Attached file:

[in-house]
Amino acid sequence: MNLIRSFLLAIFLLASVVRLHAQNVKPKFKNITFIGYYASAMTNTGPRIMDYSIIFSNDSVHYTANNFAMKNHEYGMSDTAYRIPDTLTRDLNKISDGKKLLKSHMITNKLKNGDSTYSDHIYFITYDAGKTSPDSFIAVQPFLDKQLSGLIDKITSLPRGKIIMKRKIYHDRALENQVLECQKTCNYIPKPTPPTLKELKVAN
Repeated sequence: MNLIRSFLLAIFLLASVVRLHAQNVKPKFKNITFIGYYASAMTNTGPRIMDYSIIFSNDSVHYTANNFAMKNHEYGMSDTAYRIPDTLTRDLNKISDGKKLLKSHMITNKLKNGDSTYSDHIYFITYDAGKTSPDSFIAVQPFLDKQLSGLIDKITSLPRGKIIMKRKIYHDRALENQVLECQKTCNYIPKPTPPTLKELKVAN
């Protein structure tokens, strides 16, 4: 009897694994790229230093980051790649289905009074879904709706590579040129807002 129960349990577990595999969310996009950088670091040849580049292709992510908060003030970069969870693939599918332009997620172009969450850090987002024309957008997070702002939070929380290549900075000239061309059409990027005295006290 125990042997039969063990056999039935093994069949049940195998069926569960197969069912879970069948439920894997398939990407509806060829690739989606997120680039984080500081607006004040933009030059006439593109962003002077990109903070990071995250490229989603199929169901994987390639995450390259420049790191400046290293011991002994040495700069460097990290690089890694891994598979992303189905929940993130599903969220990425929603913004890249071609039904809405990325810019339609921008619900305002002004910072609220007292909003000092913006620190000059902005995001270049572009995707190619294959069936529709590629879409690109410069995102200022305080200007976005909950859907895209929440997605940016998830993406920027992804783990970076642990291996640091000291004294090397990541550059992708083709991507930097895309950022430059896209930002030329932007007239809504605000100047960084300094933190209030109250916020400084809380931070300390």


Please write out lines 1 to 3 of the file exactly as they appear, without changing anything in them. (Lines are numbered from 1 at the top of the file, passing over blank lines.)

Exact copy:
[in-house]
Amino acid sequence: MNLIRSFLLAIFLLASVVRLHAQNVKPKFKNITFIGYYASAMTNTGPRIMDYSIIFSNDSVHYTANNFAMKNHEYGMSDTAYRIPDTLTRDLNKISDGKKLLKSHMITNKLKNGDSTYSDHIYFITYDAGKTSPDSFIAVQPFLDKQLSGLIDKITSLPRGKIIMKRKIYHDRALENQVLECQKTCNYIPKPTPPTLKELKVAN
Repeated sequence: MNLIRSFLLAIFLLASVVRLHAQNVKPKFKNITFIGYYASAMTNTGPRIMDYSIIFSNDSVHYTANNFAMKNHEYGMSDTAYRIPDTLTRDLNKISDGKKLLKSHMITNKLKNGDSTYSDHIYFITYDAGKTSPDSFIAVQPFLDKQLSGLIDKITSLPRGKIIMKRKIYHDRALENQVLECQKTCNYIPKPTPPTLKELKVAN